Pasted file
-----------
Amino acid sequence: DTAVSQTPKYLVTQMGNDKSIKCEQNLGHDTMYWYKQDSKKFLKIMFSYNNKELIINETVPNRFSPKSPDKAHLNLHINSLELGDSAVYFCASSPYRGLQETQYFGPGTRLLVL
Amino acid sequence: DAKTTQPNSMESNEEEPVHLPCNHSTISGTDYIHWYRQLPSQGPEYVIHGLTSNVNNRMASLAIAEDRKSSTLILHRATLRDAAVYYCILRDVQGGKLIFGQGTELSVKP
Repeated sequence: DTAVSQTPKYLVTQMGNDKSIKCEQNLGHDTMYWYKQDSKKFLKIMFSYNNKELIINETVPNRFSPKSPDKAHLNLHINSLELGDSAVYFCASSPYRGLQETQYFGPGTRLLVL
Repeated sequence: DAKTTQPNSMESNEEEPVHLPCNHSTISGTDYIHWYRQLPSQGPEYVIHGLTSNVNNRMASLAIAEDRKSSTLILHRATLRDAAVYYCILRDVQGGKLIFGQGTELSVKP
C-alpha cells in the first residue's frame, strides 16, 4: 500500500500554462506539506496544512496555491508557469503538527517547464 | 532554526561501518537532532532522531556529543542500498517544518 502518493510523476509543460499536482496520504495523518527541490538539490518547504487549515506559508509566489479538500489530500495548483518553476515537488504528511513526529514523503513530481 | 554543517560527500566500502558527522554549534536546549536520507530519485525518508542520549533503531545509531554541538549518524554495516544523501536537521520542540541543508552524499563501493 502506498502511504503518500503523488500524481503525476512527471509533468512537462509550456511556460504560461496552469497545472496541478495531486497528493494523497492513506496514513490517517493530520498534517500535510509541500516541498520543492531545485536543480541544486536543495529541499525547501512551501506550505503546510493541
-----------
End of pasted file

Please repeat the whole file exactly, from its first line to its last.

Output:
Amino acid sequence: DTAVSQTPKYLVTQMGNDKSIKCEQNLGHDTMYWYKQDSKKFLKIMFSYNNKELIINETVPNRFSPKSPDKAHLNLHINSLELGDSAVYFCASSPYRGLQETQYFGPGTRLLVL
Amino acid sequence: DAKTTQPNSMESNEEEPVHLPCNHSTISGTDYIHWYRQLPSQGPEYVIHGLTSNVNNRMASLAIAEDRKSSTLILHRATLRDAAVYYCILRDVQGGKLIFGQGTELSVKP
Repeated sequence: DTAVSQTPKYLVTQMGNDKSIKCEQNLGHDTMYWYKQDSKKFLKIMFSYNNKELIINETVPNRFSPKSPDKAHLNLHINSLELGDSAVYFCASSPYRGLQETQYFGPGTRLLVL
Repeated sequence: DAKTTQPNSMESNEEEPVHLPCNHSTISGTDYIHWYRQLPSQGPEYVIHGLTSNVNNRMASLAIAEDRKSSTLILHRATLRDAAVYYCILRDVQGGKLIFGQGTELSVKP
C-alpha cells in the first residue's frame, strides 16, 4: 500500500500554462506539506496544512496555491508557469503538527517547464 | 532554526561501518537532532532522531556529543542500498517544518 502518493510523476509543460499536482496520504495523518527541490538539490518547504487549515506559508509566489479538500489530500495548483518553476515537488504528511513526529514523503513530481 | 554543517560527500566500502558527522554549534536546549536520507530519485525518508542520549533503531545509531554541538549518524554495516544523501536537521520542540541543508552524499563501493 502506498502511504503518500503523488500524481503525476512527471509533468512537462509550456511556460504560461496552469497545472496541478495531486497528493494523497492513506496514513490517517493530520498534517500535510509541500516541498520543492531545485536543480541544486536543495529541499525547501512551501506550505503546510493541